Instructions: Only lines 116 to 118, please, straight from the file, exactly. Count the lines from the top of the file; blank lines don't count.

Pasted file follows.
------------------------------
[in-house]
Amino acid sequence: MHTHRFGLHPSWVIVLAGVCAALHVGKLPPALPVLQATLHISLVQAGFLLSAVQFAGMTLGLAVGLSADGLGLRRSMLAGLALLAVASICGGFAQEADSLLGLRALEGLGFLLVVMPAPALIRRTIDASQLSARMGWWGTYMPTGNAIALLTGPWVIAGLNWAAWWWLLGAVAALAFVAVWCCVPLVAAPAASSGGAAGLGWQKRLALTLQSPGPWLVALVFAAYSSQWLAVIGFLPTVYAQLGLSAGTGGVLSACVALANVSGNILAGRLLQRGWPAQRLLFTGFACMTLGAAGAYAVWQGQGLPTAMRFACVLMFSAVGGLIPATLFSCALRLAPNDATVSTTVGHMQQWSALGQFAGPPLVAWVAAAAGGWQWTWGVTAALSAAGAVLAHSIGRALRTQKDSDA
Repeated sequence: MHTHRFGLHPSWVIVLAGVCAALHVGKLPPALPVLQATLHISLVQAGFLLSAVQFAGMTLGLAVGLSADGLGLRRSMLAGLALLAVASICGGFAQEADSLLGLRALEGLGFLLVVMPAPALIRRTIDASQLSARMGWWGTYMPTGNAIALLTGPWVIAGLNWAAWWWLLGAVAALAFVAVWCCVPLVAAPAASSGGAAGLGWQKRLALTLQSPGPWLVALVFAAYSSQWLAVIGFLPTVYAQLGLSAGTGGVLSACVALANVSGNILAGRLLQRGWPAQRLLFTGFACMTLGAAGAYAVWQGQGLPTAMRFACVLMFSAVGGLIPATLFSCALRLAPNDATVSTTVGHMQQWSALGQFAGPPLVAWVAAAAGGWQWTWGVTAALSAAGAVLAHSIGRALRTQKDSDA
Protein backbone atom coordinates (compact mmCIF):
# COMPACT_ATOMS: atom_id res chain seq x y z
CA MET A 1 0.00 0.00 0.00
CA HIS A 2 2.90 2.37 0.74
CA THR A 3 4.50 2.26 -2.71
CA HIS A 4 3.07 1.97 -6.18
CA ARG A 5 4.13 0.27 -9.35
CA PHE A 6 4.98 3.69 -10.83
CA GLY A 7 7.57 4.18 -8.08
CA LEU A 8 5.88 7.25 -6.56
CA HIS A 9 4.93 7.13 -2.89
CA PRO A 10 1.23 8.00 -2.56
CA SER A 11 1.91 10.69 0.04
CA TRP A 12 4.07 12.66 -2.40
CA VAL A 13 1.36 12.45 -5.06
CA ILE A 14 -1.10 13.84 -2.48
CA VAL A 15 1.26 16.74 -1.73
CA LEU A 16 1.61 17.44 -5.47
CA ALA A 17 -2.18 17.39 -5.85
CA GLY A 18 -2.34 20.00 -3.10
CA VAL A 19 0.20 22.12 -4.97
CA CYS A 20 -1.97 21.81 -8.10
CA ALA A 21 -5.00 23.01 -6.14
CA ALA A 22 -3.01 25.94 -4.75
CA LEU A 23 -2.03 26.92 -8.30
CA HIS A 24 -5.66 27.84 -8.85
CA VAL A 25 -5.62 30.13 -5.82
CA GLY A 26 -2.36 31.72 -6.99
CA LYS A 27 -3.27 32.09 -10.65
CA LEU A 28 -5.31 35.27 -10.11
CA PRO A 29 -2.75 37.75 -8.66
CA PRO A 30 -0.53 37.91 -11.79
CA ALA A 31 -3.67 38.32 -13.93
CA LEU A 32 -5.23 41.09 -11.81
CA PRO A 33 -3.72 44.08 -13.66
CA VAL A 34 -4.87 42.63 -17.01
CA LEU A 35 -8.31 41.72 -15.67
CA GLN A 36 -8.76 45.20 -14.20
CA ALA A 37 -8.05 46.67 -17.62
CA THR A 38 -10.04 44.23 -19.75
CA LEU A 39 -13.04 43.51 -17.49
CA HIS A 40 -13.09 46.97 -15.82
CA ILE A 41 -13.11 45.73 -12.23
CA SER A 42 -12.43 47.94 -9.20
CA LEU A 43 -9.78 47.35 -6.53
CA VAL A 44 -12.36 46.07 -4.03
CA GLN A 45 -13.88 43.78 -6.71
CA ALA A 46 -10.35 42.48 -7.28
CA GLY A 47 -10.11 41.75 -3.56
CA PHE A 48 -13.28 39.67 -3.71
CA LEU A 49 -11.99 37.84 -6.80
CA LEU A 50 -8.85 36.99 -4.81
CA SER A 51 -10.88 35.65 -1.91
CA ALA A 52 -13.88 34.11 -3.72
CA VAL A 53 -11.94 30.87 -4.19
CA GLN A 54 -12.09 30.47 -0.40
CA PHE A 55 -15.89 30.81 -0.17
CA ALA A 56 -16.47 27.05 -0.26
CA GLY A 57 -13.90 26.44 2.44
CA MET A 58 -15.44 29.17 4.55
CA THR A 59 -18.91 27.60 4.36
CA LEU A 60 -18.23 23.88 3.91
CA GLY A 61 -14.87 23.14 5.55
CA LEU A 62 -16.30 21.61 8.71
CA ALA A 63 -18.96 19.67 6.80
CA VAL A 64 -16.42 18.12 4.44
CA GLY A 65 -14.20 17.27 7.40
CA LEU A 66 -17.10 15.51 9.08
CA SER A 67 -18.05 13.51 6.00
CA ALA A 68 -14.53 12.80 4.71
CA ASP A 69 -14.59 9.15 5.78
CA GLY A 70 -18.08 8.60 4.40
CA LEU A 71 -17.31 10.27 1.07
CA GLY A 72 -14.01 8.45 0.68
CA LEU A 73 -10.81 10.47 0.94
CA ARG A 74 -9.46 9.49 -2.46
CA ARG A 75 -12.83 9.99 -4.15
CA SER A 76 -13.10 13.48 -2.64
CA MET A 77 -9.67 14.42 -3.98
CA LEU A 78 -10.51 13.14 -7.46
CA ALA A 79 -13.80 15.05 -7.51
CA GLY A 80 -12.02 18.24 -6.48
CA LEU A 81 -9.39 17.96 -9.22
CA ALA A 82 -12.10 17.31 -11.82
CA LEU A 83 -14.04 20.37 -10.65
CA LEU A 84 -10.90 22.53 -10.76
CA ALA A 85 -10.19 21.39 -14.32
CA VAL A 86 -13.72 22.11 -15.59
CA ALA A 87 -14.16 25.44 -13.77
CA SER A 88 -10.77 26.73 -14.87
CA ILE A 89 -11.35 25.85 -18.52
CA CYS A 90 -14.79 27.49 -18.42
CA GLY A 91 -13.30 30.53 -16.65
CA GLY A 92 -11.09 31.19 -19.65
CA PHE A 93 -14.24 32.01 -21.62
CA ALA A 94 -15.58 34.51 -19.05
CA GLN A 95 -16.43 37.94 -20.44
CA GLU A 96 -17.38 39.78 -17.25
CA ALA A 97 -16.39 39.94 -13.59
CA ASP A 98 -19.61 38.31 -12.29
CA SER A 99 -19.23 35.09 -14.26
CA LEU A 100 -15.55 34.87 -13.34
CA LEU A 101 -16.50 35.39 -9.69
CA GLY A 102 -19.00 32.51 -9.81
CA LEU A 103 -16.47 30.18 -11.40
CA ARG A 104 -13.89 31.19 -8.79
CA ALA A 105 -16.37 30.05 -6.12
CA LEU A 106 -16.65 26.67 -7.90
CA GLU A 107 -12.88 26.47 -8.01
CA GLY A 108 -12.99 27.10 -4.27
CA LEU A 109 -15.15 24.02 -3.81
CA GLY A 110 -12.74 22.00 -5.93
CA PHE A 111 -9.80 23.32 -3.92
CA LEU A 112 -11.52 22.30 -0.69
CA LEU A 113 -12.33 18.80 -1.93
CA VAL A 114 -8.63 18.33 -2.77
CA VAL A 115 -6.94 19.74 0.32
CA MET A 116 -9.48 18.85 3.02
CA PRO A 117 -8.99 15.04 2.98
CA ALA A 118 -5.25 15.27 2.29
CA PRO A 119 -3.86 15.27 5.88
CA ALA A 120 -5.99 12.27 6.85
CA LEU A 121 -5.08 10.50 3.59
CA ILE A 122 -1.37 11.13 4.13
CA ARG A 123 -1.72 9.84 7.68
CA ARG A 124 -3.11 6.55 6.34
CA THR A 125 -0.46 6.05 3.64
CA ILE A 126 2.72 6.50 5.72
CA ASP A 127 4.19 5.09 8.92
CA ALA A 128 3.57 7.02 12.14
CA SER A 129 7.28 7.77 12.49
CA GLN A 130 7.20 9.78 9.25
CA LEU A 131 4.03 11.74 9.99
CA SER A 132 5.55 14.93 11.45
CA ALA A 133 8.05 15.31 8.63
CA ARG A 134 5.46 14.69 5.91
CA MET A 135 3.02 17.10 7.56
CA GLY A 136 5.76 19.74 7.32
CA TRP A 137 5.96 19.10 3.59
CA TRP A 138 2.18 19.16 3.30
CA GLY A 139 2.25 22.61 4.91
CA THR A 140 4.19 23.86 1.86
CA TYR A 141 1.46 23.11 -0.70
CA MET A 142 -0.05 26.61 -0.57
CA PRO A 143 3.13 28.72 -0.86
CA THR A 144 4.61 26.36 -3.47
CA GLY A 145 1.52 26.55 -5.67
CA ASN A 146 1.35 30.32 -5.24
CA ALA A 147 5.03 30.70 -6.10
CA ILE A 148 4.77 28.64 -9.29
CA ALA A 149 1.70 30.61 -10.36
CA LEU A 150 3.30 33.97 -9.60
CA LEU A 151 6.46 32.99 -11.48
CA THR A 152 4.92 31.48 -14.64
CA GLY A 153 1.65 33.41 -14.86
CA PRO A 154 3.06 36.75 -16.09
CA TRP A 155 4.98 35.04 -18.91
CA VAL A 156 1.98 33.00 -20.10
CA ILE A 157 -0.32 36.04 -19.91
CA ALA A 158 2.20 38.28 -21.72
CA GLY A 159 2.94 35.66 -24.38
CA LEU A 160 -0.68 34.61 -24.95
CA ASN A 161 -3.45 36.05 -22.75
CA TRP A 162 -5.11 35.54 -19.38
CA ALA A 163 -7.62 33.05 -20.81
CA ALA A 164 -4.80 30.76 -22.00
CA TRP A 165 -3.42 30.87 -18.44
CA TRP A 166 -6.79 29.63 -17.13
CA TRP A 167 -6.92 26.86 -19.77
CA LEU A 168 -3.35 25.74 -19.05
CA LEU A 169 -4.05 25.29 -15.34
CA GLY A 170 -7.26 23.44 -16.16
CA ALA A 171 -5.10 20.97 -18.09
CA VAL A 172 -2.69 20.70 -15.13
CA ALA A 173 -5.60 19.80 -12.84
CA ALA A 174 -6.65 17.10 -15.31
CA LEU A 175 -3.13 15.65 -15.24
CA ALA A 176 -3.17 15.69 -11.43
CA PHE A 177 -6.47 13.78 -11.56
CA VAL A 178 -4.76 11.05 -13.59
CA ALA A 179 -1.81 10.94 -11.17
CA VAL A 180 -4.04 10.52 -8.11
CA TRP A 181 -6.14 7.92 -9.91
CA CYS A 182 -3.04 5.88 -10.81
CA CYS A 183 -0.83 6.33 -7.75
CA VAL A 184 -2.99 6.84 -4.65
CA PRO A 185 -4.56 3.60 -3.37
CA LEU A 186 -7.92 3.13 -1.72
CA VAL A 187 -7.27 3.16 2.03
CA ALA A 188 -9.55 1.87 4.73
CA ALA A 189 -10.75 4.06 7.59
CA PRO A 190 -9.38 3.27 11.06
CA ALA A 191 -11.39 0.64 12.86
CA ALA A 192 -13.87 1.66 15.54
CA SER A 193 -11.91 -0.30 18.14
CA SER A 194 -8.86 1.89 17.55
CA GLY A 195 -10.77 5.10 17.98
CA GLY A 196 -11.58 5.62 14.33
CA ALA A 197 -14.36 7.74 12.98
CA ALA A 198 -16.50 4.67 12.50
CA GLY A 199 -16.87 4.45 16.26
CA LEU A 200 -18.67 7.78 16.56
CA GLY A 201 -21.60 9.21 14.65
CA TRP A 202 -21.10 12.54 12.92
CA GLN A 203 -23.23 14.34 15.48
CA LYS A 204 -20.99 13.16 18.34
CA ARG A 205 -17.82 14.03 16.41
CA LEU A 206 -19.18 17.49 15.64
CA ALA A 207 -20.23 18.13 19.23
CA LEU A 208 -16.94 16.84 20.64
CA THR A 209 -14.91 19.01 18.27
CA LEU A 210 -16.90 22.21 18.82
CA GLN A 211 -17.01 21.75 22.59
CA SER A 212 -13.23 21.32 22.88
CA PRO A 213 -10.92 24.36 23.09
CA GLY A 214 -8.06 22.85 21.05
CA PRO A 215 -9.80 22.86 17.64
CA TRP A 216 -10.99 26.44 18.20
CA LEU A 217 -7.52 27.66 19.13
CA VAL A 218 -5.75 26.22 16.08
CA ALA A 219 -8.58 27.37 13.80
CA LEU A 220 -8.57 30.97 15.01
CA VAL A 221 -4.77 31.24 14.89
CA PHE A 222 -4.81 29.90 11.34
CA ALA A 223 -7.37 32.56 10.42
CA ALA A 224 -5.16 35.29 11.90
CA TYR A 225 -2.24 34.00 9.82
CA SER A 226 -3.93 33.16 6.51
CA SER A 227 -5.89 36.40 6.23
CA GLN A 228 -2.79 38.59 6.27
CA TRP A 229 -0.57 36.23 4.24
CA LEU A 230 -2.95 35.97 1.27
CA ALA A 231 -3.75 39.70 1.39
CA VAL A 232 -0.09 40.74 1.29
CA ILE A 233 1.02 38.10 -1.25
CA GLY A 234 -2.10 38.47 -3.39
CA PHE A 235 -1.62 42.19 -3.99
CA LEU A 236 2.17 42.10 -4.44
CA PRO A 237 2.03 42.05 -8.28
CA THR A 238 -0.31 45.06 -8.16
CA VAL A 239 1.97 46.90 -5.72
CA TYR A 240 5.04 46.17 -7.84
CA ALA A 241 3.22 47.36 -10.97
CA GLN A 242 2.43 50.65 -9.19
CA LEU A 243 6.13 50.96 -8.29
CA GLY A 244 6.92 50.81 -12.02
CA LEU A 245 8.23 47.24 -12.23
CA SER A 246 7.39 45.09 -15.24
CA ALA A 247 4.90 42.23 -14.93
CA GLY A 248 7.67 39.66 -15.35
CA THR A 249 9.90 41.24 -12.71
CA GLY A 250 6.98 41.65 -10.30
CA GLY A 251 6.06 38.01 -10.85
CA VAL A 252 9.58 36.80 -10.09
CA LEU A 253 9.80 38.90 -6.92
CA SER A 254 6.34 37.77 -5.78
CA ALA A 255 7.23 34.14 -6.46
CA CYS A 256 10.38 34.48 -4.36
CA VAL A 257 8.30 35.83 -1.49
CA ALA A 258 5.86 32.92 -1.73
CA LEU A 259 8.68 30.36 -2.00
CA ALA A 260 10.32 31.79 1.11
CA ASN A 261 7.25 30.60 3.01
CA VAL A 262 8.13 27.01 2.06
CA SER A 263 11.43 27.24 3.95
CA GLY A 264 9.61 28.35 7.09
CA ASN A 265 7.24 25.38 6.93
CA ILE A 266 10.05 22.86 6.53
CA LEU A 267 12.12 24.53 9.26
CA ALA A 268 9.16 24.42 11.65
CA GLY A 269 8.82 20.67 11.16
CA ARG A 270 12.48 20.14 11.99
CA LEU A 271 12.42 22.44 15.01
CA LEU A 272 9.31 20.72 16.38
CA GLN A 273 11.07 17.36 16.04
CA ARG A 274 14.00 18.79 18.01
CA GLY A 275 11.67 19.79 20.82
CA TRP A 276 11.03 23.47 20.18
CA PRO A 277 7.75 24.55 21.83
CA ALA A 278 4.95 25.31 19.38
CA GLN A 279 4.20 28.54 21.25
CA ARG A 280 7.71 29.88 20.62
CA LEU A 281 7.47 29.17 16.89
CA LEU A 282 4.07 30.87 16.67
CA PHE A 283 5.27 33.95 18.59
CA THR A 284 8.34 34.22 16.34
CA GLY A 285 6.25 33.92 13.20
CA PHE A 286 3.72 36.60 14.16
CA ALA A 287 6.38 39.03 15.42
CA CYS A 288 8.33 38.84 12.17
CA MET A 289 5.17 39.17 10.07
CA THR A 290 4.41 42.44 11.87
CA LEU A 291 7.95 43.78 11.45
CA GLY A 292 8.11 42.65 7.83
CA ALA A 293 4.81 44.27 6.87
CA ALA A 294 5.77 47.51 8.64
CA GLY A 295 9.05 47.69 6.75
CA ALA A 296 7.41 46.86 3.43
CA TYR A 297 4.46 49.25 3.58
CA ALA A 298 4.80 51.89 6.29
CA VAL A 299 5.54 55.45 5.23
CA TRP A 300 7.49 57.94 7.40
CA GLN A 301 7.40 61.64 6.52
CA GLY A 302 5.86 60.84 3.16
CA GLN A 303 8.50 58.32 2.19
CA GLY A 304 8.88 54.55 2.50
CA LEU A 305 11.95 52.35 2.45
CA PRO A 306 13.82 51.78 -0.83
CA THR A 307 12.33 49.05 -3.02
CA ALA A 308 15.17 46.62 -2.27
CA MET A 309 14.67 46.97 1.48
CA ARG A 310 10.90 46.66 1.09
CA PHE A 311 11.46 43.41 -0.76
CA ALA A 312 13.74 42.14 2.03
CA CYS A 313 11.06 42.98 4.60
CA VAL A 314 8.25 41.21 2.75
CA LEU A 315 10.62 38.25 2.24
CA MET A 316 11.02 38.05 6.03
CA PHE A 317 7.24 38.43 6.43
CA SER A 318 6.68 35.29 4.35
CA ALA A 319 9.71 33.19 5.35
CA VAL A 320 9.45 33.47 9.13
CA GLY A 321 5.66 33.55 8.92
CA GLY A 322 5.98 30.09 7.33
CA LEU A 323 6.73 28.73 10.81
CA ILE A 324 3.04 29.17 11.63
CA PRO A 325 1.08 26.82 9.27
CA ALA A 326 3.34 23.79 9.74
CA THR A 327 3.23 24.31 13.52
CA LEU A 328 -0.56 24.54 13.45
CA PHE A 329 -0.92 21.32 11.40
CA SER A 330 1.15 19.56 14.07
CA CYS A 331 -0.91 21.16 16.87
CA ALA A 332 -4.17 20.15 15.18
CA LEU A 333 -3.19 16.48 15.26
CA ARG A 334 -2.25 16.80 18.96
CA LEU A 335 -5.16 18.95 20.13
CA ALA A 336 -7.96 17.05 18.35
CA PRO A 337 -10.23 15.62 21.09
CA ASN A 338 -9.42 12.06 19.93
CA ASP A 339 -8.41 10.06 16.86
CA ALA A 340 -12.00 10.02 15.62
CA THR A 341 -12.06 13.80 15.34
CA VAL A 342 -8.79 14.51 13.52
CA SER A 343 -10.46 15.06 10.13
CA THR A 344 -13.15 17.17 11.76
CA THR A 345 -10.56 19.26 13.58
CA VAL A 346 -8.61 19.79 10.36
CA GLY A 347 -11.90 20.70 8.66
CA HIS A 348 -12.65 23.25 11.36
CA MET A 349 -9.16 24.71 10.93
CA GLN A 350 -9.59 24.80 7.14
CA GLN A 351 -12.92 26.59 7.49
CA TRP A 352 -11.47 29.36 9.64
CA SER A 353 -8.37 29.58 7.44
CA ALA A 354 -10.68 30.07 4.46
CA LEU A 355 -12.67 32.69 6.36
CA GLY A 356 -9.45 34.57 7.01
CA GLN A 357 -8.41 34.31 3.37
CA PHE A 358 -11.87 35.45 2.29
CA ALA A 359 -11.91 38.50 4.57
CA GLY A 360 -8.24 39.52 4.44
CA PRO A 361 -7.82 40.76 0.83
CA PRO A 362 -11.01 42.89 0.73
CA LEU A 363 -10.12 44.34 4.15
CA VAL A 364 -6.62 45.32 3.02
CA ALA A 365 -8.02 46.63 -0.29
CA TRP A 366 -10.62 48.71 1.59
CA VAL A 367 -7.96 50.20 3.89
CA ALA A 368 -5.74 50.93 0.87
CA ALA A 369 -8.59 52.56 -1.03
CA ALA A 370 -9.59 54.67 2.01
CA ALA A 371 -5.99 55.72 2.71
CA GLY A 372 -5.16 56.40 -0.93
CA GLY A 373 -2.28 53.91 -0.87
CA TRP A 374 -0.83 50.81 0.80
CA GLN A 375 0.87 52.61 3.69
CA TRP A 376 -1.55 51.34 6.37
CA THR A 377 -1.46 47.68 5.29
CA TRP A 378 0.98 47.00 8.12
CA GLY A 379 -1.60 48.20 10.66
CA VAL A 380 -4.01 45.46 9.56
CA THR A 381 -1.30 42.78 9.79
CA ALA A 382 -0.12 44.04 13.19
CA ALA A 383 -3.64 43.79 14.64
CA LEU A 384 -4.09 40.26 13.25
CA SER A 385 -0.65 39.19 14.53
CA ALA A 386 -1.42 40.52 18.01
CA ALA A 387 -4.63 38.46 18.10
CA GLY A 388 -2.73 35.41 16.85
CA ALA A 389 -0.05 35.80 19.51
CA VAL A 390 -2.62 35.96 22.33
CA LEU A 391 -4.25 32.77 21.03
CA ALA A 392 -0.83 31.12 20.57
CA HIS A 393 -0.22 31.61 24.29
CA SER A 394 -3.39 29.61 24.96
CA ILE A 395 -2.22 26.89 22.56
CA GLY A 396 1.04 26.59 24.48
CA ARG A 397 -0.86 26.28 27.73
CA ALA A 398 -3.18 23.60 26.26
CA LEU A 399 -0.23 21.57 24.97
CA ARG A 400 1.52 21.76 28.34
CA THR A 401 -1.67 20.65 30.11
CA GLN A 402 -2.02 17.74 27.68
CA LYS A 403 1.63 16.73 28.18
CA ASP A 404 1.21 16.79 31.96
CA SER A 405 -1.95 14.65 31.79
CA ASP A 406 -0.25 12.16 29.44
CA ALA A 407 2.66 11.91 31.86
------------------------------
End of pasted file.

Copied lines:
CA PHE A 111 -9.80 23.32 -3.92
CA LEU A 112 -11.52 22.30 -0.69
CA LEU A 113 -12.33 18.80 -1.93